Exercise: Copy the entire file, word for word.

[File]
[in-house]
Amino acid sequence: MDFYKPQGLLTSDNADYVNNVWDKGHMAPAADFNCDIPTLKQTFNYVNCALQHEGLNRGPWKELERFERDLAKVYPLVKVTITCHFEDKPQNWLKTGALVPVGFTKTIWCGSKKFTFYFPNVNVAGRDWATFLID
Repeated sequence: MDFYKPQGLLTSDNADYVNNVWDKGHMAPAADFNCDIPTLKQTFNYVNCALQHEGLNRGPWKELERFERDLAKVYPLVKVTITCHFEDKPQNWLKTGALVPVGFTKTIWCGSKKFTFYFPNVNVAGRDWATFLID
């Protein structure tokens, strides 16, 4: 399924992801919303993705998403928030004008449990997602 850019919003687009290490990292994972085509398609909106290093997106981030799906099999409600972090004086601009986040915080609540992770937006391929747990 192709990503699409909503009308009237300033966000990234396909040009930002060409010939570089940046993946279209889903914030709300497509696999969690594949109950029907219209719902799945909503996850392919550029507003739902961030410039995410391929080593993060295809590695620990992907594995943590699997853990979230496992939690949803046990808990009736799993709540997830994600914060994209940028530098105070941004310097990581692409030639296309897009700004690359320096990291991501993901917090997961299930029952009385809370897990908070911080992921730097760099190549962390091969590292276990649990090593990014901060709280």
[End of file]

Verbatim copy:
[in-house]
Amino acid sequence: MDFYKPQGLLTSDNADYVNNVWDKGHMAPAADFNCDIPTLKQTFNYVNCALQHEGLNRGPWKELERFERDLAKVYPLVKVTITCHFEDKPQNWLKTGALVPVGFTKTIWCGSKKFTFYFPNVNVAGRDWATFLID
Repeated sequence: MDFYKPQGLLTSDNADYVNNVWDKGHMAPAADFNCDIPTLKQTFNYVNCALQHEGLNRGPWKELERFERDLAKVYPLVKVTITCHFEDKPQNWLKTGALVPVGFTKTIWCGSKKFTFYFPNVNVAGRDWATFLID
């Protein structure tokens, strides 16, 4: 399924992801919303993705998403928030004008449990997602 850019919003687009290490990292994972085509398609909106290093997106981030799906099999409600972090004086601009986040915080609540992770937006391929747990 192709990503699409909503009308009237300033966000990234396909040009930002060409010939570089940046993946279209889903914030709300497509696999969690594949109950029907219209719902799945909503996850392919550029507003739902961030410039995410391929080593993060295809590695620990992907594995943590699997853990979230496992939690949803046990808990009736799993709540997830994600914060994209940028530098105070941004310097990581692409030639296309897009700004690359320096990291991501993901917090997961299930029952009385809370897990908070911080992921730097760099190549962390091969590292276990649990090593990014901060709280």